If your family member lives in an assisted living community and is recently diagnosed with a life-ending illness, then the last thing you want them to do is to have to move from a place they know and trust.
In most states, medical professionals can provide hospice care in assisted living facilities. Make sure you start the conversation with your family member’s assisted living caregivers right away.
Once hospice enters the picture, they will work with the assisted living facility to put a plan in place. So don’t be afraid to your part and ask questions like:
- Who is on staff at night to provide care
- Which doctor will write orders for care
- Who are the emergency contacts
- Who gives the treatments and at what times
Insurance Coverage for Hospice in Assisted Living
Most private insurance companies and Medicare cover Hospice at assisted living facilities.
Medicare covers the care provided, equipment, therapies, and medications. For Medicare coverage, your family member must 65 years or older and be diagnosed with a severe illness.
A doctor also needs to certify they have six months or less to live, and your family member has to agree to give up life-saving treatments.
Medicare will provide hospice coverage for two 90-day periods. This period is followed by 60-day periods, with no limit. Once each care period begins, a doctor has to assess whether or not the patient still has six months or less to live.
You don’t have to worry about a deductible, but sometimes you may have to a small amount towards medications.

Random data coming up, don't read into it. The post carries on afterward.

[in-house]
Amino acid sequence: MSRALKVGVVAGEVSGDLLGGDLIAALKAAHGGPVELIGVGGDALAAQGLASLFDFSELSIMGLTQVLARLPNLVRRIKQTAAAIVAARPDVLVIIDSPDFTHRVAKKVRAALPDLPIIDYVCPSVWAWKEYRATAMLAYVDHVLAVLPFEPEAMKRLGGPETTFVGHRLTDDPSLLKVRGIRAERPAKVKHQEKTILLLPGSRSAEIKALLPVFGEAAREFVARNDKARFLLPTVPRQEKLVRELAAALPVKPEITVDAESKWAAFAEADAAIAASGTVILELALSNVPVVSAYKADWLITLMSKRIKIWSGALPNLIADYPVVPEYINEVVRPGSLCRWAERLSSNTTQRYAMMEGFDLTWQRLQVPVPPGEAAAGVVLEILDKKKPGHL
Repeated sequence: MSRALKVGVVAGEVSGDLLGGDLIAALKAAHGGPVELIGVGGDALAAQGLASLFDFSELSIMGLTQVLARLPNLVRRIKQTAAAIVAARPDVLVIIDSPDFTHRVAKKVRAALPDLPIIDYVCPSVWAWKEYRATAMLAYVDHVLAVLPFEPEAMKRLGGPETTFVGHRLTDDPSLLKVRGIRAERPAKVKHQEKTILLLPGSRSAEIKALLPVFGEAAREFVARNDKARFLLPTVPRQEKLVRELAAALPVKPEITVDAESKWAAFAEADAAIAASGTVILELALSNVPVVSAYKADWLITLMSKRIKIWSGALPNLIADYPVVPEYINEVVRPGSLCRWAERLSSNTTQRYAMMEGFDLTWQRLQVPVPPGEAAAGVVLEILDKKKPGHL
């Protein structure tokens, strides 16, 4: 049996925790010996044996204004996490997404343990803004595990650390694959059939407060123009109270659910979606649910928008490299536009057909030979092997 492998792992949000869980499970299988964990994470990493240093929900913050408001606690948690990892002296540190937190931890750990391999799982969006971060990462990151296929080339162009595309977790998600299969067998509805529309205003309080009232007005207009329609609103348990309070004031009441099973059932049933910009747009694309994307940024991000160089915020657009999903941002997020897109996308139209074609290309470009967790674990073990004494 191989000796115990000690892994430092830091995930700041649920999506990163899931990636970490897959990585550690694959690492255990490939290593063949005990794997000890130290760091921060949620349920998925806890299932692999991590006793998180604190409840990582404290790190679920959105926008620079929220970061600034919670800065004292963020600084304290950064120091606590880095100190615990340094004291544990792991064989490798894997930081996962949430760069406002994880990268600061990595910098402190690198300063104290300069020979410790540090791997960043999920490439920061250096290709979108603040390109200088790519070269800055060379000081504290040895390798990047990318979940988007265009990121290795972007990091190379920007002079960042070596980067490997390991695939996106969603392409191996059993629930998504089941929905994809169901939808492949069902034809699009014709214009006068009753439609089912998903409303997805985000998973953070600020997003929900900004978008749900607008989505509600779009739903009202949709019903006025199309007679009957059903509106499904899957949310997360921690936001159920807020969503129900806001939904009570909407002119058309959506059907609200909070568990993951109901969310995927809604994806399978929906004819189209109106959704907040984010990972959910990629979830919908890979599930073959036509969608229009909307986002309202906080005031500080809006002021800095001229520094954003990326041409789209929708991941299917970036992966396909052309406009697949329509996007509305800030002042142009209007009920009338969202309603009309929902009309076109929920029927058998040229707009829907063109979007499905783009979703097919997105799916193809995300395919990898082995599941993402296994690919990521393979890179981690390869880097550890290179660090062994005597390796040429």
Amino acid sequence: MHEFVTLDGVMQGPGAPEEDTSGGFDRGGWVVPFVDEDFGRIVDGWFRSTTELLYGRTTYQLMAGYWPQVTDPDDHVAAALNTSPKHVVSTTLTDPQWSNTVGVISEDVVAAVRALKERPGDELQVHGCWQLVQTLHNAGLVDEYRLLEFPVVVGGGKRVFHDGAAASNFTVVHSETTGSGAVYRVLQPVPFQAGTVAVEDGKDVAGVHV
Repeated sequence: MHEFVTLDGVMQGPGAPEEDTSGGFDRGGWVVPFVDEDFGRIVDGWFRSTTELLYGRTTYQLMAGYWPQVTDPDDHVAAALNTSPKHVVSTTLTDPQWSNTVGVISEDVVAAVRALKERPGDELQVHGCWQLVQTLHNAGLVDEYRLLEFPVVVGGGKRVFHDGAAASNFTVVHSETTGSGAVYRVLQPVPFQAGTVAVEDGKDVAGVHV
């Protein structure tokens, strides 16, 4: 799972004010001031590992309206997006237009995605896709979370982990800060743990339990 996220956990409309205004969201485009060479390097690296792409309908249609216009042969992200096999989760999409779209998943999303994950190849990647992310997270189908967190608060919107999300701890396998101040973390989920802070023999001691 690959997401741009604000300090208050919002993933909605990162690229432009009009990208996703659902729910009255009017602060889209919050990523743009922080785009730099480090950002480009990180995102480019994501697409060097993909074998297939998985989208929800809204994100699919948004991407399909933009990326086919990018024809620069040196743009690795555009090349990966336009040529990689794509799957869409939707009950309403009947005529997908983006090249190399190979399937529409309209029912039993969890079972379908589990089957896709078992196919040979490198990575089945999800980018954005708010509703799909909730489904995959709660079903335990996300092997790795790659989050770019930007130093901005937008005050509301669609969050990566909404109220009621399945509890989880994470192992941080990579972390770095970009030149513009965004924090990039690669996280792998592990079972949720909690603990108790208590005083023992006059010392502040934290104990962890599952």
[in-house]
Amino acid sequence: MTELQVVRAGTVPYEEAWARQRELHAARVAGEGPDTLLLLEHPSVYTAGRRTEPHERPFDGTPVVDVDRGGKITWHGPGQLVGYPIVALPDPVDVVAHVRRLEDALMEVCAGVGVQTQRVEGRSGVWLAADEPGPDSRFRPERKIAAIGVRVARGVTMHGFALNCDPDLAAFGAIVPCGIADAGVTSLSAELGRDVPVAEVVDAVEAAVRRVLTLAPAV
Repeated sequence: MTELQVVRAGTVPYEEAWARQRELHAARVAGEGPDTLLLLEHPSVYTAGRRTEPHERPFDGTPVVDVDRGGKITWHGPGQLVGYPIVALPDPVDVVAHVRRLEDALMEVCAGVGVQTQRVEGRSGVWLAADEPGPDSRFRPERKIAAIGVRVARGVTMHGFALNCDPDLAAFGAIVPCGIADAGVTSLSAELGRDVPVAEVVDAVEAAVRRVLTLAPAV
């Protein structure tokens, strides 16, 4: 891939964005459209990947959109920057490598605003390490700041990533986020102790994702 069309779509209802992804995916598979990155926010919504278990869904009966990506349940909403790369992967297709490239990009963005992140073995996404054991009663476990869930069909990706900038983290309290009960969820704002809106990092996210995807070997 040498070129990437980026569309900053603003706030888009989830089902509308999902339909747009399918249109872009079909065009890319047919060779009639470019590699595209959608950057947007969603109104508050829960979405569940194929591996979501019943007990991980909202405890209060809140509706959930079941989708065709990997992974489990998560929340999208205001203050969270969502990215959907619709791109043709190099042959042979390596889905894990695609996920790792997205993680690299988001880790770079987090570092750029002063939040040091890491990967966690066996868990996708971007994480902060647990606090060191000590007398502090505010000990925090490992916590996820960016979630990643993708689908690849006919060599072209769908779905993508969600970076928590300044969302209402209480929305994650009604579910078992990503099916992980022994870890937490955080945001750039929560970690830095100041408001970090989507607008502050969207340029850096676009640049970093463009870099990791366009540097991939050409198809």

Don’t forget if your family member served in the armed forces. The Veterans Administration provides hospice services for veterans.
Hospice in Skilled Nursing Facilities
The good news is that even if your family member is residing in a skilled nursing facility, then hospice care can come to them too.
Skilled nursing facilities provide long-term care and rehab for people with dementia or other chronic illness.
Skilled nursing care is a type of care not focused on end-of-life care. In contrast, hospice offers expert advice on improving life, pain, and overall comfort. For this reason, hospice is still essential even with skilled nursing care.
Hospice is also available for family members to provide grief support, medical information, and after-hours care outside regularly scheduled visits.
Insurance Coverage in Skilled Nursing Facilities
Medicare and private insurance policies will also pay for hospice for people in skilled nursing facilities. Hospice is entirely different from Medicare medical benefits and pays for hospice care separately.
As with assisted living, hospice will pay for all medical equipment and medications needed for care.
Now that you understand more about hospice care in skilled nursing facilities and assisted living, it will be easier for you to take the following steps and contact the professionals at Exceptional Living Centers.
We can answer any questions you have about the care and services we provide.
So make sure you contact us today and take care of your loved ones tomorrow.